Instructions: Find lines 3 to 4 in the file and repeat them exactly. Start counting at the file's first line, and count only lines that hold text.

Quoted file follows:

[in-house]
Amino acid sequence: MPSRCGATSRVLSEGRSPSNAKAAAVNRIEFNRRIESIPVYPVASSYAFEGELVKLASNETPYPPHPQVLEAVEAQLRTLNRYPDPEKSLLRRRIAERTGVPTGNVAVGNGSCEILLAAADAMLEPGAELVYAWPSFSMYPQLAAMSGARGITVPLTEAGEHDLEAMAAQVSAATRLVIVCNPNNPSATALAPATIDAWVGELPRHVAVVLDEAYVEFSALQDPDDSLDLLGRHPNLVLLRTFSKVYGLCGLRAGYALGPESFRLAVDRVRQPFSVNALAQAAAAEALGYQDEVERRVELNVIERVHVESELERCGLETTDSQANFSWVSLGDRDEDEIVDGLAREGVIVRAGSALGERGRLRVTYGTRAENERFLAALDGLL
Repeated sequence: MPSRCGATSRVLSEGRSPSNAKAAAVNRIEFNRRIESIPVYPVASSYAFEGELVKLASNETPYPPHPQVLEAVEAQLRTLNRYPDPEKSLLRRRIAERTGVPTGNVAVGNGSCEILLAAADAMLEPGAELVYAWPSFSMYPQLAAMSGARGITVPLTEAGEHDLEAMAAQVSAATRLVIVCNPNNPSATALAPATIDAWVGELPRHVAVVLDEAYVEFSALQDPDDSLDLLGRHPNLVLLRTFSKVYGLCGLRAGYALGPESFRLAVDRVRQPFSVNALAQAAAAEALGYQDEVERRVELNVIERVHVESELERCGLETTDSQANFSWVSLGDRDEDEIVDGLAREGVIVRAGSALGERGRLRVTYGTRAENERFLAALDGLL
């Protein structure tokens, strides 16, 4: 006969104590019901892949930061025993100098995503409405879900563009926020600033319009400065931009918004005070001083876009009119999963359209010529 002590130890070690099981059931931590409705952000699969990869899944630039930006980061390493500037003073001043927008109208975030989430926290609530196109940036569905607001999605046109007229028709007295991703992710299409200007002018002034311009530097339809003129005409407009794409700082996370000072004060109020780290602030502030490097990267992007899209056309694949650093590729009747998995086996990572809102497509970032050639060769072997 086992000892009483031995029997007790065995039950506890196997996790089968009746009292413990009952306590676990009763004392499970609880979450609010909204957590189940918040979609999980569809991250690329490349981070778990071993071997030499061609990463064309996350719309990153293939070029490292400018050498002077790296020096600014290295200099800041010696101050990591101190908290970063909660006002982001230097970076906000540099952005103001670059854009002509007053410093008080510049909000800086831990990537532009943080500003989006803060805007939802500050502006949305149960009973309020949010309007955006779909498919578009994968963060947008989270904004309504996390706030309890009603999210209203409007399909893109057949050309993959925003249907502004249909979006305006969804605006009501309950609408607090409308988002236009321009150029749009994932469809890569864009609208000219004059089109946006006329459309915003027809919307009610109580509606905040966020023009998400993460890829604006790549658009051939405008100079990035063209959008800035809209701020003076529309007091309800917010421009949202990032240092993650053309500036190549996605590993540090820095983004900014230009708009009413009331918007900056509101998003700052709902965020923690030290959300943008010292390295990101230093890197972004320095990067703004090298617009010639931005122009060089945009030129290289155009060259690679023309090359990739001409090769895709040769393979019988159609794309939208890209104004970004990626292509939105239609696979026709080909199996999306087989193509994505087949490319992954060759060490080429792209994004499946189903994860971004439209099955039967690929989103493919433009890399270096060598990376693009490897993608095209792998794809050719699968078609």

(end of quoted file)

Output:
Repeated sequence: MPSRCGATSRVLSEGRSPSNAKAAAVNRIEFNRRIESIPVYPVASSYAFEGELVKLASNETPYPPHPQVLEAVEAQLRTLNRYPDPEKSLLRRRIAERTGVPTGNVAVGNGSCEILLAAADAMLEPGAELVYAWPSFSMYPQLAAMSGARGITVPLTEAGEHDLEAMAAQVSAATRLVIVCNPNNPSATALAPATIDAWVGELPRHVAVVLDEAYVEFSALQDPDDSLDLLGRHPNLVLLRTFSKVYGLCGLRAGYALGPESFRLAVDRVRQPFSVNALAQAAAAEALGYQDEVERRVELNVIERVHVESELERCGLETTDSQANFSWVSLGDRDEDEIVDGLAREGVIVRAGSALGERGRLRVTYGTRAENERFLAALDGLL
């Protein structure tokens, strides 16, 4: 006969104590019901892949930061025993100098995503409405879900563009926020600033319009400065931009918004005070001083876009009119999963359209010529 002590130890070690099981059931931590409705952000699969990869899944630039930006980061390493500037003073001043927008109208975030989430926290609530196109940036569905607001999605046109007229028709007295991703992710299409200007002018002034311009530097339809003129005409407009794409700082996370000072004060109020780290602030502030490097990267992007899209056309694949650093590729009747998995086996990572809102497509970032050639060769072997 086992000892009483031995029997007790065995039950506890196997996790089968009746009292413990009952306590676990009763004392499970609880979450609010909204957590189940918040979609999980569809991250690329490349981070778990071993071997030499061609990463064309996350719309990153293939070029490292400018050498002077790296020096600014290295200099800041010696101050990591101190908290970063909660006002982001230097970076906000540099952005103001670059854009002509007053410093008080510049909000800086831990990537532009943080500003989006803060805007939802500050502006949305149960009973309020949010309007955006779909498919578009994968963060947008989270904004309504996390706030309890009603999210209203409007399909893109057949050309993959925003249907502004249909979006305006969804605006009501309950609408607090409308988002236009321009150029749009994932469809890569864009609208000219004059089109946006006329459309915003027809919307009610109580509606905040966020023009998400993460890829604006790549658009051939405008100079990035063209959008800035809209701020003076529309007091309800917010421009949202990032240092993650053309500036190549996605590993540090820095983004900014230009708009009413009331918007900056509101998003700052709902965020923690030290959300943008010292390295990101230093890197972004320095990067703004090298617009010639931005122009060089945009030129290289155009060259690679023309090359990739001409090769895709040769393979019988159609794309939208890209104004970004990626292509939105239609696979026709080909199996999306087989193509994505087949490319992954060759060490080429792209994004499946189903994860971004439209099955039967690929989103493919433009890399270096060598990376693009490897993608095209792998794809050719699968078609």